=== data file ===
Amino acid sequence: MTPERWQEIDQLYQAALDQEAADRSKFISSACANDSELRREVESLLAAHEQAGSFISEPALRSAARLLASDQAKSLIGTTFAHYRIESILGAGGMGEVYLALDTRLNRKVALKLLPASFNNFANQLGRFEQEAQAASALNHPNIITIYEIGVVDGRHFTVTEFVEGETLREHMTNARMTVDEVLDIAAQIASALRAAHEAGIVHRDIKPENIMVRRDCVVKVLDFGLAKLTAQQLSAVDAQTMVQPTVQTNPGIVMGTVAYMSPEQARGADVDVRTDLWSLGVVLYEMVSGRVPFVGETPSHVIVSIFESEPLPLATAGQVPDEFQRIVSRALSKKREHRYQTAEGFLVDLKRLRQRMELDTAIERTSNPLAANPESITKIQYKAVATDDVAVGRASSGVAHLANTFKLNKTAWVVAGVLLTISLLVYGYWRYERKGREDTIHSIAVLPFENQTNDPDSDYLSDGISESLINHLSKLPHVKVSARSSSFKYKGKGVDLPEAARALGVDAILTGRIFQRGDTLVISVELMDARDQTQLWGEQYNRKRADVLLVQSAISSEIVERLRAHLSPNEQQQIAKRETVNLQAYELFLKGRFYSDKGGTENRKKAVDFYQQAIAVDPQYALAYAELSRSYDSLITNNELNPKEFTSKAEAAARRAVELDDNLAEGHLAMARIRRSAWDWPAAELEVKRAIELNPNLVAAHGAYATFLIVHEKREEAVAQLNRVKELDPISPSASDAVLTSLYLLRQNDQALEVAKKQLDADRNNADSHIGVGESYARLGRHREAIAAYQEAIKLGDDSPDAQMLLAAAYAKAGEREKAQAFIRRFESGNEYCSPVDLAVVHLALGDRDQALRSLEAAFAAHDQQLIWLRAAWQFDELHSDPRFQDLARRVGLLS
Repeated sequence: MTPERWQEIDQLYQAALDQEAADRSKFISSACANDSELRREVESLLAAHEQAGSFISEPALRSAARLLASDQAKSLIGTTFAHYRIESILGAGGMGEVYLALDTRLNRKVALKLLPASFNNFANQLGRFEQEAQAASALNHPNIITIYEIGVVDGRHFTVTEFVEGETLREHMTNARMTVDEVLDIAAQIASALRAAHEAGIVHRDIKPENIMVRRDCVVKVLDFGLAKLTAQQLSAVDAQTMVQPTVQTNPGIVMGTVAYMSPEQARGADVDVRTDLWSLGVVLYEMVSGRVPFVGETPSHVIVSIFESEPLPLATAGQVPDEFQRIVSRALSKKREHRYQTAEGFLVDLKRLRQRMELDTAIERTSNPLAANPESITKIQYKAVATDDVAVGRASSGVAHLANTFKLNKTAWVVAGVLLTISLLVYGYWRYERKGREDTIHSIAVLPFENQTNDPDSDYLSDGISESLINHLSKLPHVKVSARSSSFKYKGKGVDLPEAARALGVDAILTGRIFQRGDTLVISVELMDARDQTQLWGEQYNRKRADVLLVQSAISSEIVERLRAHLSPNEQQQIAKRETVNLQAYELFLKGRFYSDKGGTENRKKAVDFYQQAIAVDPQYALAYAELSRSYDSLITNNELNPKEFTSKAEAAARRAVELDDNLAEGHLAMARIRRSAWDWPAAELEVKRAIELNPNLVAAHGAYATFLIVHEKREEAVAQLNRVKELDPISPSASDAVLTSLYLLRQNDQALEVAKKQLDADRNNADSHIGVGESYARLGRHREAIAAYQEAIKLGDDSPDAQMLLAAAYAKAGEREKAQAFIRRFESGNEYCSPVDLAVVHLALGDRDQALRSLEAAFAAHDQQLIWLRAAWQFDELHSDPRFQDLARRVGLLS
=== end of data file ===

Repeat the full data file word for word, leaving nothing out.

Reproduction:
Amino acid sequence: MTPERWQEIDQLYQAALDQEAADRSKFISSACANDSELRREVESLLAAHEQAGSFISEPALRSAARLLASDQAKSLIGTTFAHYRIESILGAGGMGEVYLALDTRLNRKVALKLLPASFNNFANQLGRFEQEAQAASALNHPNIITIYEIGVVDGRHFTVTEFVEGETLREHMTNARMTVDEVLDIAAQIASALRAAHEAGIVHRDIKPENIMVRRDCVVKVLDFGLAKLTAQQLSAVDAQTMVQPTVQTNPGIVMGTVAYMSPEQARGADVDVRTDLWSLGVVLYEMVSGRVPFVGETPSHVIVSIFESEPLPLATAGQVPDEFQRIVSRALSKKREHRYQTAEGFLVDLKRLRQRMELDTAIERTSNPLAANPESITKIQYKAVATDDVAVGRASSGVAHLANTFKLNKTAWVVAGVLLTISLLVYGYWRYERKGREDTIHSIAVLPFENQTNDPDSDYLSDGISESLINHLSKLPHVKVSARSSSFKYKGKGVDLPEAARALGVDAILTGRIFQRGDTLVISVELMDARDQTQLWGEQYNRKRADVLLVQSAISSEIVERLRAHLSPNEQQQIAKRETVNLQAYELFLKGRFYSDKGGTENRKKAVDFYQQAIAVDPQYALAYAELSRSYDSLITNNELNPKEFTSKAEAAARRAVELDDNLAEGHLAMARIRRSAWDWPAAELEVKRAIELNPNLVAAHGAYATFLIVHEKREEAVAQLNRVKELDPISPSASDAVLTSLYLLRQNDQALEVAKKQLDADRNNADSHIGVGESYARLGRHREAIAAYQEAIKLGDDSPDAQMLLAAAYAKAGEREKAQAFIRRFESGNEYCSPVDLAVVHLALGDRDQALRSLEAAFAAHDQQLIWLRAAWQFDELHSDPRFQDLARRVGLLS
Repeated sequence: MTPERWQEIDQLYQAALDQEAADRSKFISSACANDSELRREVESLLAAHEQAGSFISEPALRSAARLLASDQAKSLIGTTFAHYRIESILGAGGMGEVYLALDTRLNRKVALKLLPASFNNFANQLGRFEQEAQAASALNHPNIITIYEIGVVDGRHFTVTEFVEGETLREHMTNARMTVDEVLDIAAQIASALRAAHEAGIVHRDIKPENIMVRRDCVVKVLDFGLAKLTAQQLSAVDAQTMVQPTVQTNPGIVMGTVAYMSPEQARGADVDVRTDLWSLGVVLYEMVSGRVPFVGETPSHVIVSIFESEPLPLATAGQVPDEFQRIVSRALSKKREHRYQTAEGFLVDLKRLRQRMELDTAIERTSNPLAANPESITKIQYKAVATDDVAVGRASSGVAHLANTFKLNKTAWVVAGVLLTISLLVYGYWRYERKGREDTIHSIAVLPFENQTNDPDSDYLSDGISESLINHLSKLPHVKVSARSSSFKYKGKGVDLPEAARALGVDAILTGRIFQRGDTLVISVELMDARDQTQLWGEQYNRKRADVLLVQSAISSEIVERLRAHLSPNEQQQIAKRETVNLQAYELFLKGRFYSDKGGTENRKKAVDFYQQAIAVDPQYALAYAELSRSYDSLITNNELNPKEFTSKAEAAARRAVELDDNLAEGHLAMARIRRSAWDWPAAELEVKRAIELNPNLVAAHGAYATFLIVHEKREEAVAQLNRVKELDPISPSASDAVLTSLYLLRQNDQALEVAKKQLDADRNNADSHIGVGESYARLGRHREAIAAYQEAIKLGDDSPDAQMLLAAAYAKAGEREKAQAFIRRFESGNEYCSPVDLAVVHLALGDRDQALRSLEAAFAAHDQQLIWLRAAWQFDELHSDPRFQDLARRVGLLS